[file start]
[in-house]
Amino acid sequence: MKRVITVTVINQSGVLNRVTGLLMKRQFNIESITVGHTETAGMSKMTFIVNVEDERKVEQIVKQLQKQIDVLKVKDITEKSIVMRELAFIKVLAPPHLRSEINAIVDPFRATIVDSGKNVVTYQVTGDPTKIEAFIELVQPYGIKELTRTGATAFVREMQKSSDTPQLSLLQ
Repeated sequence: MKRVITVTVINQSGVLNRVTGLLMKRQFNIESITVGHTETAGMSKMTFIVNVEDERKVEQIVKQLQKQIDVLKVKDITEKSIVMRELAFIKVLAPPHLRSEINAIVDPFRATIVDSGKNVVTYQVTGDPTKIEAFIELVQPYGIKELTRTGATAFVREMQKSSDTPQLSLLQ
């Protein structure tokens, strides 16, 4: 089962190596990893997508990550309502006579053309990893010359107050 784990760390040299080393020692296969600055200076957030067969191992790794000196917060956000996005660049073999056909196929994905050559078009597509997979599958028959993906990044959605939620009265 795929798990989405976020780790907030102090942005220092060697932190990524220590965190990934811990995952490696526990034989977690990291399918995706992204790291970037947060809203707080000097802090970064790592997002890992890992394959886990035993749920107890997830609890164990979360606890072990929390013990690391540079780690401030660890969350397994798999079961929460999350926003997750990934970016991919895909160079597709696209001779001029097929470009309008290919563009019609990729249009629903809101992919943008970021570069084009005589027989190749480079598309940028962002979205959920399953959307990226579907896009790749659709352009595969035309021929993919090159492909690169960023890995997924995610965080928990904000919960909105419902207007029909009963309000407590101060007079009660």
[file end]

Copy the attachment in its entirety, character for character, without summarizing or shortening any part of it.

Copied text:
[in-house]
Amino acid sequence: MKRVITVTVINQSGVLNRVTGLLMKRQFNIESITVGHTETAGMSKMTFIVNVEDERKVEQIVKQLQKQIDVLKVKDITEKSIVMRELAFIKVLAPPHLRSEINAIVDPFRATIVDSGKNVVTYQVTGDPTKIEAFIELVQPYGIKELTRTGATAFVREMQKSSDTPQLSLLQ
Repeated sequence: MKRVITVTVINQSGVLNRVTGLLMKRQFNIESITVGHTETAGMSKMTFIVNVEDERKVEQIVKQLQKQIDVLKVKDITEKSIVMRELAFIKVLAPPHLRSEINAIVDPFRATIVDSGKNVVTYQVTGDPTKIEAFIELVQPYGIKELTRTGATAFVREMQKSSDTPQLSLLQ
């Protein structure tokens, strides 16, 4: 089962190596990893997508990550309502006579053309990893010359107050 784990760390040299080393020692296969600055200076957030067969191992790794000196917060956000996005660049073999056909196929994905050559078009597509997979599958028959993906990044959605939620009265 795929798990989405976020780790907030102090942005220092060697932190990524220590965190990934811990995952490696526990034989977690990291399918995706992204790291970037947060809203707080000097802090970064790592997002890992890992394959886990035993749920107890997830609890164990979360606890072990929390013990690391540079780690401030660890969350397994798999079961929460999350926003997750990934970016991919895909160079597709696209001779001029097929470009309008290919563009019609990729249009629903809101992919943008970021570069084009005589027989190749480079598309940028962002979205959920399953959307990226579907896009790749659709352009595969035309021929993919090159492909690169960023890995997924995610965080928990904000919960909105419902207007029909009963309000407590101060007079009660």